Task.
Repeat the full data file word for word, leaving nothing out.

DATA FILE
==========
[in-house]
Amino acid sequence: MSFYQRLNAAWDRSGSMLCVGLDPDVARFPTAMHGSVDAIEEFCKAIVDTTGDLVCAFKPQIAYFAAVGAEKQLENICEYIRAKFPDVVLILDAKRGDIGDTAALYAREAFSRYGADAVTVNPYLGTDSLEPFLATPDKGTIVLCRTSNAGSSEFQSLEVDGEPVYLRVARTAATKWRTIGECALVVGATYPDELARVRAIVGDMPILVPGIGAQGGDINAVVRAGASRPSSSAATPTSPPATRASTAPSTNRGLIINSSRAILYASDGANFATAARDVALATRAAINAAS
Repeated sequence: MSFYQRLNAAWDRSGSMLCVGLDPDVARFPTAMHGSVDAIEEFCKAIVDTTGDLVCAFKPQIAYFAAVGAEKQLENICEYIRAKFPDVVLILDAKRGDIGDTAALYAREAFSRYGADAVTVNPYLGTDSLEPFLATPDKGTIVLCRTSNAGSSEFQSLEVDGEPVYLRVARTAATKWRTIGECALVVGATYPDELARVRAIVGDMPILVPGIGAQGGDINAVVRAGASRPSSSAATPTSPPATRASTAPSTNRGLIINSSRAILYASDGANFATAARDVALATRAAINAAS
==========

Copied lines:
[in-house]
Amino acid sequence: MSFYQRLNAAWDRSGSMLCVGLDPDVARFPTAMHGSVDAIEEFCKAIVDTTGDLVCAFKPQIAYFAAVGAEKQLENICEYIRAKFPDVVLILDAKRGDIGDTAALYAREAFSRYGADAVTVNPYLGTDSLEPFLATPDKGTIVLCRTSNAGSSEFQSLEVDGEPVYLRVARTAATKWRTIGECALVVGATYPDELARVRAIVGDMPILVPGIGAQGGDINAVVRAGASRPSSSAATPTSPPATRASTAPSTNRGLIINSSRAILYASDGANFATAARDVALATRAAINAAS
Repeated sequence: MSFYQRLNAAWDRSGSMLCVGLDPDVARFPTAMHGSVDAIEEFCKAIVDTTGDLVCAFKPQIAYFAAVGAEKQLENICEYIRAKFPDVVLILDAKRGDIGDTAALYAREAFSRYGADAVTVNPYLGTDSLEPFLATPDKGTIVLCRTSNAGSSEFQSLEVDGEPVYLRVARTAATKWRTIGECALVVGATYPDELARVRAIVGDMPILVPGIGAQGGDINAVVRAGASRPSSSAATPTSPPATRASTAPSTNRGLIINSSRAILYASDGANFATAARDVALATRAAINAAS